The Difference Between Civil and Criminal Cases

A man in handcuffs in a court room

Semi trucks cause some of the most devastating collisions on the roads. The sheer weight and momentum of these beasts can crush any passenger car, causing serious injuries and fatalities. In the aftermath of these wrecks, victims are left to pick up the pieces or recover, while law enforcement, medical professionals, forensic experts, insurance agents, and lawyers try to figure out what happened, why it happened, and the legal consequences for those responsible. In some accidents, there may be both “civil” and “criminal” legal implications.

Civil Law Versus Criminal Law

When it comes to catastrophic truck accidents, there is sometimes an intersection of two areas of law: civil law and criminal law. On the civil side, there is the personal injury or wrongful death claim. These claims place the financial responsibility for the death or injury on the shoulders of the party that caused or contributed to the wreck. The end goal for the harmed party in civil cases is compensation for the incredible injuries or loss that the responsible party caused.

On the criminal side, there is a law enforcement investigation into the causes of a wreck. While many truck accidents are the results of negligence on the part of the driver and their employer, criminal charges may arise when the driver was driving under the influence of drugs or alcohol, or was driving recklessly. Unlike a civil case, criminal cases are premised on punishing and deterring people from acting in a way that harms other people. These cases are brought by prosecutors on behalf of the state and can end with guilty defendants serving jail time and carrying a criminal record.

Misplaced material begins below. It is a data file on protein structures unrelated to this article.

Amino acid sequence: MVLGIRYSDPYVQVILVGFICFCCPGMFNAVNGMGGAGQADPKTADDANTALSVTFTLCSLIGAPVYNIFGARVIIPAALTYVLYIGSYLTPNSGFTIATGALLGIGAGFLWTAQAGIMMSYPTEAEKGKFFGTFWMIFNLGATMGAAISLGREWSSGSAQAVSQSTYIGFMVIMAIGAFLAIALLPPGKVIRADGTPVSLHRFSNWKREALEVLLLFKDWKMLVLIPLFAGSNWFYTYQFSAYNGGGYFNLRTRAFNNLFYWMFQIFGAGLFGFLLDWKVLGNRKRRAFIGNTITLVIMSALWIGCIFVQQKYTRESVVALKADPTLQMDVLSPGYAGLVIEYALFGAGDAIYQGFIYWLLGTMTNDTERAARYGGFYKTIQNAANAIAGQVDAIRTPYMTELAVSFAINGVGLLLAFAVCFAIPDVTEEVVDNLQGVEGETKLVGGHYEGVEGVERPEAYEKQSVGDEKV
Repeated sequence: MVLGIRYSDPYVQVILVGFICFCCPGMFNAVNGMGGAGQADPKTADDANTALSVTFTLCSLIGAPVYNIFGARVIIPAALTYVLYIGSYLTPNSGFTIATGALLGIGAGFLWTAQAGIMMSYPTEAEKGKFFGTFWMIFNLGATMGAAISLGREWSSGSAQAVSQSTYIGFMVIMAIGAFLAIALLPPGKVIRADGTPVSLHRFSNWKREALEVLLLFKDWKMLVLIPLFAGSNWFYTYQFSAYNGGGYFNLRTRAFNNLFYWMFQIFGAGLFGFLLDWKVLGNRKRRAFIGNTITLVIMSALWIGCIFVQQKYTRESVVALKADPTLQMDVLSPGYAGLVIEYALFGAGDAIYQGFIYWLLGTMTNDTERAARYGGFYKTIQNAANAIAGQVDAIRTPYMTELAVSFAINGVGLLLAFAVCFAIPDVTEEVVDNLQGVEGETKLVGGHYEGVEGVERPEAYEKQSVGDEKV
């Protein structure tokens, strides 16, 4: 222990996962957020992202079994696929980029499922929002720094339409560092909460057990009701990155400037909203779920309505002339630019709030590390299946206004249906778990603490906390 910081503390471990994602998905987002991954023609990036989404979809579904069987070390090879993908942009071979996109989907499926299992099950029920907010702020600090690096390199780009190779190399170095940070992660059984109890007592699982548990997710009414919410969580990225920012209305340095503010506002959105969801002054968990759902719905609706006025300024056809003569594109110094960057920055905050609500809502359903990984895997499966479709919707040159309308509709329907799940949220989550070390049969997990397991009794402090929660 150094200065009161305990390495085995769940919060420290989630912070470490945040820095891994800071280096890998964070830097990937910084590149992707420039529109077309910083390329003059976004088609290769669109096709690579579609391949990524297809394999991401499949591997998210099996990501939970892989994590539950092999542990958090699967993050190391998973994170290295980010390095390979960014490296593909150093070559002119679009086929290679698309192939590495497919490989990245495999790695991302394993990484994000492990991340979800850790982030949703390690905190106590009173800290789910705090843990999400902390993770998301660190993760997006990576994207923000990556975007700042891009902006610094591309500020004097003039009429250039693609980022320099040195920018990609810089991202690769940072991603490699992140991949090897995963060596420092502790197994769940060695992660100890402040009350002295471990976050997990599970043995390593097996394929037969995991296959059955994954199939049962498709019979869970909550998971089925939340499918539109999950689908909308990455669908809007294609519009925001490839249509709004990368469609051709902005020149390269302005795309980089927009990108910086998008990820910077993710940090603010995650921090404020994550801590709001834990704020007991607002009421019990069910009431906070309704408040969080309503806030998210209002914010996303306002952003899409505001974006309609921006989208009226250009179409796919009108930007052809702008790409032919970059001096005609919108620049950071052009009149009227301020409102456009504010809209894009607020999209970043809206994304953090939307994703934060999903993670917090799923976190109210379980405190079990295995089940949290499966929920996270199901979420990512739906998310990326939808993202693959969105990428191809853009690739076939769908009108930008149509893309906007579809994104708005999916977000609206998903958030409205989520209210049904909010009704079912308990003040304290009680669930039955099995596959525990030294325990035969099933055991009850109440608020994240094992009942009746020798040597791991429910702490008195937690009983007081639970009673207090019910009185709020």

What if The Responsible Party Is Facing Criminal Charges?

If the driver responsible for another person’s injury or death is facing criminal charges, this is a positive development for your personal injury or wrongful death claim. First, criminal cases must be proven by a higher burden or proof than a personal injury civil case. This means that law enforcement, a grand jury, and a prosecutor essentially believe that the driver was engaged in criminal conduct when the wrongful or negligent act occurred.

Does this automatically mean an automatic win for a personal injury or wrongful death lawsuit when there is a criminal charge or conviction? The answer is no. While it helps to reinforce the malfeasance or negligence of the responsible driver, a personal injury suit and a criminal case involve different legal elements. Significantly, in a personal injury or wrongful death suit, the party seeking damages must demonstrate a link between the wrongdoer’s conduct and the resulting injury or death. Then, it must also be shown what financial damages the wrongdoer should be responsible for.

Call Viloria, Oliphant, Oster & Aman L.L.P.

Viloria, Oliphant, Oster & Aman, L.L.P. provides a comprehensive array of legal services to individuals in Reno. If you have suffered a serious injury or a loved one has been killed at the hands of another driver, call us today. Our personal injury attorneys are experienced, knowledgeable, and effective. We take great pride in fighting for our clients and bringing the full weight of the law upon those responsible. Call Viloria, Oliphant, Oster & Aman L.L.P. today at (775) 227-2280 to schedule an initial consultation or contact our office through our website.

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